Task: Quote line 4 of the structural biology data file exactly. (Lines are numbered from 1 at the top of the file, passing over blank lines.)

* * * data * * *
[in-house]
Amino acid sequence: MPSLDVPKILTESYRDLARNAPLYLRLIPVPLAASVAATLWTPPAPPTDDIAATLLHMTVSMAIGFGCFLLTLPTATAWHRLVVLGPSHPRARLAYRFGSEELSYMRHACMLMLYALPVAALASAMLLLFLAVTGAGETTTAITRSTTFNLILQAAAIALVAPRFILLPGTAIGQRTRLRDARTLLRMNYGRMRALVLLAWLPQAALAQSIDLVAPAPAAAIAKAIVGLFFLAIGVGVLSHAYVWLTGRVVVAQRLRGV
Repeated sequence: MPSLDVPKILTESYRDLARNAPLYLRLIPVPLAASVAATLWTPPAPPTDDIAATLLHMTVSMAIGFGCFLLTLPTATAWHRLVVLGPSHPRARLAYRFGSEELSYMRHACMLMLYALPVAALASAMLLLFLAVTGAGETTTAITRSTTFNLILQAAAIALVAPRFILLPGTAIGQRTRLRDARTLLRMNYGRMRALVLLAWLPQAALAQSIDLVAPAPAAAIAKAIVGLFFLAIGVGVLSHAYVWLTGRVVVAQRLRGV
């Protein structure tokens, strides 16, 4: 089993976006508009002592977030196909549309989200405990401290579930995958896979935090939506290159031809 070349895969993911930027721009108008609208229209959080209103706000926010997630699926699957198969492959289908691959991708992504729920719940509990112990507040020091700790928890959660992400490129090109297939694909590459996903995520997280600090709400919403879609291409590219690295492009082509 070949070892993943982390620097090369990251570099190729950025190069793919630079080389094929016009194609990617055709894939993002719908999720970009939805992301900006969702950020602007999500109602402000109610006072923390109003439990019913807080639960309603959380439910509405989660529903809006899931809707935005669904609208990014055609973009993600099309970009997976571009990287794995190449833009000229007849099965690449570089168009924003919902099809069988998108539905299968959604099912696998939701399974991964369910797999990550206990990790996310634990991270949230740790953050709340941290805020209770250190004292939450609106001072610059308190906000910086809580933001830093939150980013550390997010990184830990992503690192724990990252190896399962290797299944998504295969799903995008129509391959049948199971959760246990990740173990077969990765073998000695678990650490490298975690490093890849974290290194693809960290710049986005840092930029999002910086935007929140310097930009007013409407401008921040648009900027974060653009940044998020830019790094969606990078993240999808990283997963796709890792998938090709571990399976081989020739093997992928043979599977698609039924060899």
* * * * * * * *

């Protein structure tokens, strides 16, 4: 089993976006508009002592977030196909549309989200405990401290579930995958896979935090939506290159031809 070349895969993911930027721009108008609208229209959080209103706000926010997630699926699957198969492959289908691959991708992504729920719940509990112990507040020091700790928890959660992400490129090109297939694909590459996903995520997280600090709400919403879609291409590219690295492009082509 070949070892993943982390620097090369990251570099190729950025190069793919630079080389094929016009194609990617055709894939993002719908999720970009939805992301900006969702950020602007999500109602402000109610006072923390109003439990019913807080639960309603959380439910509405989660529903809006899931809707935005669904609208990014055609973009993600099309970009997976571009990287794995190449833009000229007849099965690449570089168009924003919902099809069988998108539905299968959604099912696998939701399974991964369910797999990550206990990790996310634990991270949230740790953050709340941290805020209770250190004292939450609106001072610059308190906000910086809580933001830093939150980013550390997010990184830990992503690192724990990252190896399962290797299944998504295969799903995008129509391959049948199971959760246990990740173990077969990765073998000695678990650490490298975690490093890849974290290194693809960290710049986005840092930029999002910086935007929140310097930009007013409407401008921040648009900027974060653009940044998020830019790094969606990078993240999808990283997963796709890792998938090709571990399976081989020739093997992928043979599977698609039924060899």